This past Sunday night, my grandma and I were just eating dinner. We decided to open the shades to ventilate the living room, but instead we were met with a collective gasp! Out in the sky was a huge moon—and a red one at that. I’d only seen this kind of moon on the covers of vampire/werewolf/supernatural creature novels (sorry, I am neither Team Edward nor Team Jacob), but to see it in person was breathtaking!
Of course, I’d already seen pictures of this natural wonder on my Facebook newsfeed with the hashtag #SuperBloodMoon (unfortunately, where I get most of my news), but didn’t think I would get to be seeing it all the way over here in Tokyo. Massachusetts and Japan are separated by a thirteen-hour time difference, and California and Japan are separated by a sixteen-hour one. Now I don’t completely understand the actual logistics of how long an eclipse should last (I thought it was only a few minutes…?), but I definitely didn’t think it would travel halfway across the world and still be eclipsed!!
This was all beautiful, but it got me thinking about the impact of the time difference for international students living in Japan. As we get further and further into college, it becomes harder and harder to maintain contact with our friends from other countries. To begin with, preparing ourselves to become actual functioning adults in the real working world gives us so many more responsibilities—so we have less downtime for the things outside of our schedule. Then, there’s room for technical difficulty like Wi-fi connection and the ability to be multi-tasking while you’re in a video conference.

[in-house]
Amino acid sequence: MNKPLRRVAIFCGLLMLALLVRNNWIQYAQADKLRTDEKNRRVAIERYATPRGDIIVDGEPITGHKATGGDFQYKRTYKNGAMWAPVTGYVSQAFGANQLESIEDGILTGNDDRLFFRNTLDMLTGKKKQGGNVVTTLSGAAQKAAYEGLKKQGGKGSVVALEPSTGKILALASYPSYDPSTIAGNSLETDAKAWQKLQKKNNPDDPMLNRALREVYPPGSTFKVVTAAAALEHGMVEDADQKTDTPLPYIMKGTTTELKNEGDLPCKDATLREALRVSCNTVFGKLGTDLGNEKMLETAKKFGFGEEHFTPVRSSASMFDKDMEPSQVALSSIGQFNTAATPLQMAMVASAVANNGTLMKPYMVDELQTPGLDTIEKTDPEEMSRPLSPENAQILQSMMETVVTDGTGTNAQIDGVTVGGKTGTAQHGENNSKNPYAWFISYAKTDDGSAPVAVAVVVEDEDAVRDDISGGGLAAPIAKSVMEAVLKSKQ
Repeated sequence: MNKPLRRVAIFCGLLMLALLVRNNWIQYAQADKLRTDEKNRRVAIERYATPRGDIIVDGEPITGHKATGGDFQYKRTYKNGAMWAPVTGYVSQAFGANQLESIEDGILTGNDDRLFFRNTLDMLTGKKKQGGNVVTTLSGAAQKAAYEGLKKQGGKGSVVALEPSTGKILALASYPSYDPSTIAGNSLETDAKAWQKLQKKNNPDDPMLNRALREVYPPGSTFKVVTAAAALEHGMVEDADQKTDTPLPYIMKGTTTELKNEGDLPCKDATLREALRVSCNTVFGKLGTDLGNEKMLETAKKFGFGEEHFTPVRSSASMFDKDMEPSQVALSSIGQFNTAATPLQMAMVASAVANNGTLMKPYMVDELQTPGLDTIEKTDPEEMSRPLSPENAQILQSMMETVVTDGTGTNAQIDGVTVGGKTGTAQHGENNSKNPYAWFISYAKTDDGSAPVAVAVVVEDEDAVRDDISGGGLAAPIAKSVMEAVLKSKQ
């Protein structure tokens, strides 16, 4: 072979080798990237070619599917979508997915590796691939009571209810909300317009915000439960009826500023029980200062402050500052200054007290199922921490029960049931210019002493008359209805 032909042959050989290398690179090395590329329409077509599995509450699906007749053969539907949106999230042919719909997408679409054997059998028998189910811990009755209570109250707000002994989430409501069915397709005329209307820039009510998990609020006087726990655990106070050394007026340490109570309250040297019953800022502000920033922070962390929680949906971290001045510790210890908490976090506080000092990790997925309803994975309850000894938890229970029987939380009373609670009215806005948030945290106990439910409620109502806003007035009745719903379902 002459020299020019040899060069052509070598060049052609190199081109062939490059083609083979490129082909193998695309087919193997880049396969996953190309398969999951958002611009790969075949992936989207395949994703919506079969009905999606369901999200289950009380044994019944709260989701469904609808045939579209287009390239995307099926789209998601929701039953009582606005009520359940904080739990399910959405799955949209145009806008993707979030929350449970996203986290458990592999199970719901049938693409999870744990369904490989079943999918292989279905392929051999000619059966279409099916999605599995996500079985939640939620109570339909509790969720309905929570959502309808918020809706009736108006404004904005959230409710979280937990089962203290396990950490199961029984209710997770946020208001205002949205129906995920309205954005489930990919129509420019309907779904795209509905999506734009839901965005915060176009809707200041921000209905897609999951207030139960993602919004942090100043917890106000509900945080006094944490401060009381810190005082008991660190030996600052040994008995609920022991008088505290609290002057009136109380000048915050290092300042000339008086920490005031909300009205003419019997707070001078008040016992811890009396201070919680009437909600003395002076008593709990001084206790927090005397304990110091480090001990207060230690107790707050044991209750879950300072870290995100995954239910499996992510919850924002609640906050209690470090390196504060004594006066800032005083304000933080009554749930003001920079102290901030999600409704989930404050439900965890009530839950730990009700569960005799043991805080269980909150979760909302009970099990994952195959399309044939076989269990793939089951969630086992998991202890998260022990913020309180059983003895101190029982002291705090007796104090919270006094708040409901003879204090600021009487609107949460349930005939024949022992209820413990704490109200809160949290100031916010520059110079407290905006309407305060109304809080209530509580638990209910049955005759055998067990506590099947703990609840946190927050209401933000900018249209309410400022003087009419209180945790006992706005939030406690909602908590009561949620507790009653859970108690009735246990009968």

All these things made me think that time difference would be a huge obstacle and that it would be very crippling to my communication, especially because I’m not that good at keeping in touch long-distance. But being away from friends at home has strengthened some of my relationships, rather than weakened them. I guess the age-old “absence makes the heart grow fonder” idiom is pretty true!
Instead of literally instant messaging, I’m able to drop messages here and there throughout the day until the other person reads it. Usually, it’ll be in their morning while it’s nighttime over here–and this is surprisingly effective, as one of us is ready to face the day while the other is getting ready to finish it. It’s a little hard to explain, but it’s almost as if the fact that I’ve lived the day ahead of them (though this is technically not true) and that they are reliving the day that I’ve just had (also untrue), makes both of us more optimistic for the coming day.
And not only that, but when I really am alone from my California and Boston friends (a time chunk usually from about 4 until I sleep; they’re sleeping at this time so I can’t reach them), it pushes me to develop the relationships around me, instead of through the internet. Looking at the Super Blood Moon with my grandma was a new kind of bonding experience that I don’t get at home–and it was pretty nice seeing that the rest of my apartment complex was also looking out from their balconies and enjoying the moon.